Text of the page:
My friend Keith Elliott once published this wonderful collection of essays.
Since we will be honing in on textual criticism in my Greek classes this week, I wanted to reacquaint myself with his views on recovering the original text.
The need to establish the text so precisely is greater than for other ancient books insofar as the New Testament in particular forms not only the basis for Christian doctrine and practice but also represents the literary archives of a religion which is based on an historical revelation.
But do variant readings affect doctrine?
Many textual problems are in fact closely related to doctrinal or theological issues.
And what about the Textus Receptus? Commenting on the expression "he answered and said," Elliott writes this:
When we look at the manuscript tradition it is interesting to observe that on many occasions the Textus Receptus is superior to other witnesses in preserving this barbarism.
We should therefore not be prepared to dismiss the Textus Receptus out of hand only as a representative of a debased medieval type of text and prefer in its favour the readings in for example the fourth or fifth century codexes. Often the Textus Receptus does preserve a text which represents the words of the original author where the older codexes do not.
It is now obvious that it is impossible to maintain the supremacy of [Aleph] and B. One cannot follow the reading of one manuscript or group of manuscripts as if these held the monopoly of truth.
The rest of Elliott's essay deals with his method of doing New Testament textual criticism, namely "thoroughgoing eclecticism."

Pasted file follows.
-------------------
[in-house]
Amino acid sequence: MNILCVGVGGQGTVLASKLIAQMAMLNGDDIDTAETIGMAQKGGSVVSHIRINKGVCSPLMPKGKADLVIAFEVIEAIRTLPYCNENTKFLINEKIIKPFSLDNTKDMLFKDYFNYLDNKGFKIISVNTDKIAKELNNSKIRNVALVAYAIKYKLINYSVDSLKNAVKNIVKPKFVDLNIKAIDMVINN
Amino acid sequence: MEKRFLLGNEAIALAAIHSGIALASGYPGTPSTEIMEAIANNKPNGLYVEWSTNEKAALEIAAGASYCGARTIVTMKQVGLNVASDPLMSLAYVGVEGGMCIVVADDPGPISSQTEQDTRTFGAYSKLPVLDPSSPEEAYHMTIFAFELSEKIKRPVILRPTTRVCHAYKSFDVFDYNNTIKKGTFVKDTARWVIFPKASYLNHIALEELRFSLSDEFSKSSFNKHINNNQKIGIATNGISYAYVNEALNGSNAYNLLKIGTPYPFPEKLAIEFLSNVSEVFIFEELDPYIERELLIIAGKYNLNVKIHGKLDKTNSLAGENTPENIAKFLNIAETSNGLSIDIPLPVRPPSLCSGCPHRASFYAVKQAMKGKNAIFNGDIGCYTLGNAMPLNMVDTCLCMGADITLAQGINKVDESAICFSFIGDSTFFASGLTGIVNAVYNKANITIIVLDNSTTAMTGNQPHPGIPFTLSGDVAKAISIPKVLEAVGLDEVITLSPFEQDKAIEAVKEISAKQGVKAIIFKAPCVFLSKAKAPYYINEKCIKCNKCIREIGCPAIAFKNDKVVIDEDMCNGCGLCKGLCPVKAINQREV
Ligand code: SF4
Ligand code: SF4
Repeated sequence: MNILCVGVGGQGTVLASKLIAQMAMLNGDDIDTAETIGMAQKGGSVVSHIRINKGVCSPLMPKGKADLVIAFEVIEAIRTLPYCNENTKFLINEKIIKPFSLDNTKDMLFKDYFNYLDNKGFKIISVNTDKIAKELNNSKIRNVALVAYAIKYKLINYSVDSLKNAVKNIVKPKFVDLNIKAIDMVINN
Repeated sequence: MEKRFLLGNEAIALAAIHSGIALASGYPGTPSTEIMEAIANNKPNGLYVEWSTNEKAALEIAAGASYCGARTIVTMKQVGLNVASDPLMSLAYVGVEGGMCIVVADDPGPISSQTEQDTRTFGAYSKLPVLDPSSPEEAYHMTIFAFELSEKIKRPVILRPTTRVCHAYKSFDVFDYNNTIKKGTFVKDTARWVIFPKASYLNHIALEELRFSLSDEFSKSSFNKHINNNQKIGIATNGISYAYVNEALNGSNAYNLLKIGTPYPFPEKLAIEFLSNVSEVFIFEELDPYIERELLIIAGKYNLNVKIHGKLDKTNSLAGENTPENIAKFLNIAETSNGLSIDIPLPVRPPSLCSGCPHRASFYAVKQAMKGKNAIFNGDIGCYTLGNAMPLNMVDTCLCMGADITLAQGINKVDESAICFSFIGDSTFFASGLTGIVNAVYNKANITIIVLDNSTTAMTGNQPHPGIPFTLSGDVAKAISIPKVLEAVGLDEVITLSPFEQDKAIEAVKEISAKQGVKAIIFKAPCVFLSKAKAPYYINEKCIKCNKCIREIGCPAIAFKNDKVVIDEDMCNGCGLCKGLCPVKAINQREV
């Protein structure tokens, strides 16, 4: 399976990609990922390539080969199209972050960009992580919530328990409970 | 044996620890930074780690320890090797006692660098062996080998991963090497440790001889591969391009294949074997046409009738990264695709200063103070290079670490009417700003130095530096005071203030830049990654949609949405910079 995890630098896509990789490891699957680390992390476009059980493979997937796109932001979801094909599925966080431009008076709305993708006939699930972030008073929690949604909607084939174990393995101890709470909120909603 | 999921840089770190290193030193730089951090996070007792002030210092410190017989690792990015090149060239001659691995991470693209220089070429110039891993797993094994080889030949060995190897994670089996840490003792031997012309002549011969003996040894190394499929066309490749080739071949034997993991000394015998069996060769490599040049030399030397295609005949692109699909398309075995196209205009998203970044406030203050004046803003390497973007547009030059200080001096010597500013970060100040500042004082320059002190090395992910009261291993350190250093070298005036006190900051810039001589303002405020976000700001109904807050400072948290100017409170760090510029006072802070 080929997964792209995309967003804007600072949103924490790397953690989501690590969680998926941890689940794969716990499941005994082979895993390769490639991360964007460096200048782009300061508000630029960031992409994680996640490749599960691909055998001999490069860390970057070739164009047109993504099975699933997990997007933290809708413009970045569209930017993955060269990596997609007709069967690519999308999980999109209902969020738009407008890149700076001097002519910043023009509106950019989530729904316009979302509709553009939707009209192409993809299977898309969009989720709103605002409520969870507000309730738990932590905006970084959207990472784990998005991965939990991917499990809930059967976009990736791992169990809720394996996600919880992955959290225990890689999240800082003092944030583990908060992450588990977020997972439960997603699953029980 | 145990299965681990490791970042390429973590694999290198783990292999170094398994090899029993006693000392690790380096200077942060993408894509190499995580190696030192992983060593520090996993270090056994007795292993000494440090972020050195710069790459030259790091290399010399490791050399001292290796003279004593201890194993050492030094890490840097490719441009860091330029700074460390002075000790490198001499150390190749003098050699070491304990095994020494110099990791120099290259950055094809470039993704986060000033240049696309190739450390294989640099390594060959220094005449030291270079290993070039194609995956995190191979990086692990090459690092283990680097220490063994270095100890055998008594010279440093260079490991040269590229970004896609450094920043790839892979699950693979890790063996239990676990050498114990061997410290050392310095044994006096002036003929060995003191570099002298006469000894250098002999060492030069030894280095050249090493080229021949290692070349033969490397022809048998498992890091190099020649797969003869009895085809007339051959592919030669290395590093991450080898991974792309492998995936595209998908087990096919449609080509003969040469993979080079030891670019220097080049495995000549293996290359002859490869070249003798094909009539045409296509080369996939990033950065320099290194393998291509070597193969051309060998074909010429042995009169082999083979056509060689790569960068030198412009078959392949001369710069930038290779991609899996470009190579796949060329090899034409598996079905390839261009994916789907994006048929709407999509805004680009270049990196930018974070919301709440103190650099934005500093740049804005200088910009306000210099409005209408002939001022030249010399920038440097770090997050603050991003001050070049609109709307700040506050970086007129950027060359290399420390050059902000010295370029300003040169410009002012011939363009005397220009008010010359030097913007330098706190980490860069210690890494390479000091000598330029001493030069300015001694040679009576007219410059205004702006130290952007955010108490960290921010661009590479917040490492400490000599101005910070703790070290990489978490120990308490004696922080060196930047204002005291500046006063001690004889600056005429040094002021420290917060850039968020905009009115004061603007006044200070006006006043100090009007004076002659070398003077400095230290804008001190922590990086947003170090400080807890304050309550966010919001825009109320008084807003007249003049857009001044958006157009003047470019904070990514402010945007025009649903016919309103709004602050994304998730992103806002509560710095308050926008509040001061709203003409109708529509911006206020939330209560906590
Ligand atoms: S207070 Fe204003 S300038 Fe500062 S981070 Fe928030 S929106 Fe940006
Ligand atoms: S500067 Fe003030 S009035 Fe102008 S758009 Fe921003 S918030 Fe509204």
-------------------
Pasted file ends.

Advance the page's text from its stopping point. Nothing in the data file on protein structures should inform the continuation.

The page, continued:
If one cannot point to any one manuscript as containing exclusively the correct text all the way through and therefore use that manuscript as a monopoly text, and if one cannot merely point to the majority of manuscripts as containing by definition the correct text as if there had been providential protection for the survival of the divine word in more rather than a few copies, and if one cannot asume [sic] that the earliest manuscripts by definition are the likeliest to be correct, then what can one do?
Although I do not espouse his overall approach to textual criticism, I appreciate his emphasis on the internal evidence as well as his disavowal of a slavish adherence to any manuscript or group of manuscripts. I too have had a gut feeling that readings preserved in the Textus Receptus deserve consideration when we practice textual criticism. If you're interested, you can read about my approach in the following essays: